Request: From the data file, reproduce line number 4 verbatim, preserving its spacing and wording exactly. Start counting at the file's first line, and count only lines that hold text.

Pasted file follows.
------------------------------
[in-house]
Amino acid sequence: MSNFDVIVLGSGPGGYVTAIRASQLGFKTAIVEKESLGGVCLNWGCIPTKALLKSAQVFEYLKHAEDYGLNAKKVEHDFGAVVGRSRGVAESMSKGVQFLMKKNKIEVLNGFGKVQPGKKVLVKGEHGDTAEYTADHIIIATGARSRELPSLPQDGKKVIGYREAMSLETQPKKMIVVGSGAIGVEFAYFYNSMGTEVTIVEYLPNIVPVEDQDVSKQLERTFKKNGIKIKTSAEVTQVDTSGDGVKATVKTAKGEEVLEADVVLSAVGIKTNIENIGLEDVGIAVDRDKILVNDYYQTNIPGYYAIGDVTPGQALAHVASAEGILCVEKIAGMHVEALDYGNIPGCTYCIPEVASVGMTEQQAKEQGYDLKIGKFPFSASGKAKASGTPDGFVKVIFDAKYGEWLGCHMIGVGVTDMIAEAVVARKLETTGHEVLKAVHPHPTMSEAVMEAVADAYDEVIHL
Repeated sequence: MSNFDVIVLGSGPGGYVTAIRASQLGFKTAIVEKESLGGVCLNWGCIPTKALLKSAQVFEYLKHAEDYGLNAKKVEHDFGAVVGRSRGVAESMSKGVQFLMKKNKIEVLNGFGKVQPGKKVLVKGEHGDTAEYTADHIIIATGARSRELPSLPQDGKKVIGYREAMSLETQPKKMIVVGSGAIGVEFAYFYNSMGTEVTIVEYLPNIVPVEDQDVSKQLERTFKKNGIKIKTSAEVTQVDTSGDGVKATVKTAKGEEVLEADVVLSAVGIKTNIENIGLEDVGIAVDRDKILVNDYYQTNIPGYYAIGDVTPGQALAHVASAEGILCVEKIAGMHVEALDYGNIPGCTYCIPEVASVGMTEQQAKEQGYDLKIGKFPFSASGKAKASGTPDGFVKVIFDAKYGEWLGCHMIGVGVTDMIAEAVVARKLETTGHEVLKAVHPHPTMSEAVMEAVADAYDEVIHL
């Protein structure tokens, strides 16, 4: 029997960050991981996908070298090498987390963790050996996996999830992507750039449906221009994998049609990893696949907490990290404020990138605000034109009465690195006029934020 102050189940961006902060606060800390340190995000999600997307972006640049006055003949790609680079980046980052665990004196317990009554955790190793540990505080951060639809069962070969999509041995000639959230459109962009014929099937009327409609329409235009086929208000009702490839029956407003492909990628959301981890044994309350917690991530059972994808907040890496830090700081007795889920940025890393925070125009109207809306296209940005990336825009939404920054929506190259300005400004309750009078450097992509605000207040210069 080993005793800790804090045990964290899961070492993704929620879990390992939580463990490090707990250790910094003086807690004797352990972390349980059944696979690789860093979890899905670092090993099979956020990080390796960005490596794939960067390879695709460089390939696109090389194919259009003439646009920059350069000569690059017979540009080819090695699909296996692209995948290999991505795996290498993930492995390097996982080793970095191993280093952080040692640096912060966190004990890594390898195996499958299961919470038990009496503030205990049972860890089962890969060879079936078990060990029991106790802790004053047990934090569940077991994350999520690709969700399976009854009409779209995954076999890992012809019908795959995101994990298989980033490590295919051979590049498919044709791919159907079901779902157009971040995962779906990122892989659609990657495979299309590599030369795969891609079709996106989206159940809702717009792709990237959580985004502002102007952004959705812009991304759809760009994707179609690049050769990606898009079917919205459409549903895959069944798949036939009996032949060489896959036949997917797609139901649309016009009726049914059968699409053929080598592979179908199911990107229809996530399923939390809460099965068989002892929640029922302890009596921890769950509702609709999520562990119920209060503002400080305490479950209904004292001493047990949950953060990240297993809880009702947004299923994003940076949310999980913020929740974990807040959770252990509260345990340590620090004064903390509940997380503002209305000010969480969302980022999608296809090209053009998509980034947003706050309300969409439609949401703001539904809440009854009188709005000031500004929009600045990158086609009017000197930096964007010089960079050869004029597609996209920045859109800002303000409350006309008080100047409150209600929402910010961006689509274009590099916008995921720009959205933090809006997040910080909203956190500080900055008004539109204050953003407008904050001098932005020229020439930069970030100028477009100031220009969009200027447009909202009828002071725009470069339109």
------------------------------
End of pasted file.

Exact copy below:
């Protein structure tokens, strides 16, 4: 029997960050991981996908070298090498987390963790050996996996999830992507750039449906221009994998049609990893696949907490990290404020990138605000034109009465690195006029934020 102050189940961006902060606060800390340190995000999600997307972006640049006055003949790609680079980046980052665990004196317990009554955790190793540990505080951060639809069962070969999509041995000639959230459109962009014929099937009327409609329409235009086929208000009702490839029956407003492909990628959301981890044994309350917690991530059972994808907040890496830090700081007795889920940025890393925070125009109207809306296209940005990336825009939404920054929506190259300005400004309750009078450097992509605000207040210069 080993005793800790804090045990964290899961070492993704929620879990390992939580463990490090707990250790910094003086807690004797352990972390349980059944696979690789860093979890899905670092090993099979956020990080390796960005490596794939960067390879695709460089390939696109090389194919259009003439646009920059350069000569690059017979540009080819090695699909296996692209995948290999991505795996290498993930492995390097996982080793970095191993280093952080040692640096912060966190004990890594390898195996499958299961919470038990009496503030205990049972860890089962890969060879079936078990060990029991106790802790004053047990934090569940077991994350999520690709969700399976009854009409779209995954076999890992012809019908795959995101994990298989980033490590295919051979590049498919044709791919159907079901779902157009971040995962779906990122892989659609990657495979299309590599030369795969891609079709996106989206159940809702717009792709990237959580985004502002102007952004959705812009991304759809760009994707179609690049050769990606898009079917919205459409549903895959069944798949036939009996032949060489896959036949997917797609139901649309016009009726049914059968699409053929080598592979179908199911990107229809996530399923939390809460099965068989002892929640029922302890009596921890769950509702609709999520562990119920209060503002400080305490479950209904004292001493047990949950953060990240297993809880009702947004299923994003940076949310999980913020929740974990807040959770252990509260345990340590620090004064903390509940997380503002209305000010969480969302980022999608296809090209053009998509980034947003706050309300969409439609949401703001539904809440009854009188709005000031500004929009600045990158086609009017000197930096964007010089960079050869004029597609996209920045859109800002303000409350006309008080100047409150209600929402910010961006689509274009590099916008995921720009959205933090809006997040910080909203956190500080900055008004539109204050953003407008904050001098932005020229020439930069970030100028477009100031220009969009200027447009909202009828002071725009470069339109």